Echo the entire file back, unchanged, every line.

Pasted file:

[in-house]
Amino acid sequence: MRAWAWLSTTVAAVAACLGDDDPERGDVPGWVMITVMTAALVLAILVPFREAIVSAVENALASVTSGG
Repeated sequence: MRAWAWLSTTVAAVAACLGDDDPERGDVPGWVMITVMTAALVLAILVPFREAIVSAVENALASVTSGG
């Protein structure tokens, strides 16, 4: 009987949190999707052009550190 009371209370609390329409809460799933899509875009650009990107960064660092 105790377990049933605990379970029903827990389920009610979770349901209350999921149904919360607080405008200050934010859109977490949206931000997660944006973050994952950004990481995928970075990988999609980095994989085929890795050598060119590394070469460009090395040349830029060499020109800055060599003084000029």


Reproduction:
[in-house]
Amino acid sequence: MRAWAWLSTTVAAVAACLGDDDPERGDVPGWVMITVMTAALVLAILVPFREAIVSAVENALASVTSGG
Repeated sequence: MRAWAWLSTTVAAVAACLGDDDPERGDVPGWVMITVMTAALVLAILVPFREAIVSAVENALASVTSGG
């Protein structure tokens, strides 16, 4: 009987949190999707052009550190 009371209370609390329409809460799933899509875009650009990107960064660092 105790377990049933605990379970029903827990389920009610979770349901209350999921149904919360607080405008200050934010859109977490949206931000997660944006973050994952950004990481995928970075990988999609980095994989085929890795050598060119590394070469460009090395040349830029060499020109800055060599003084000029």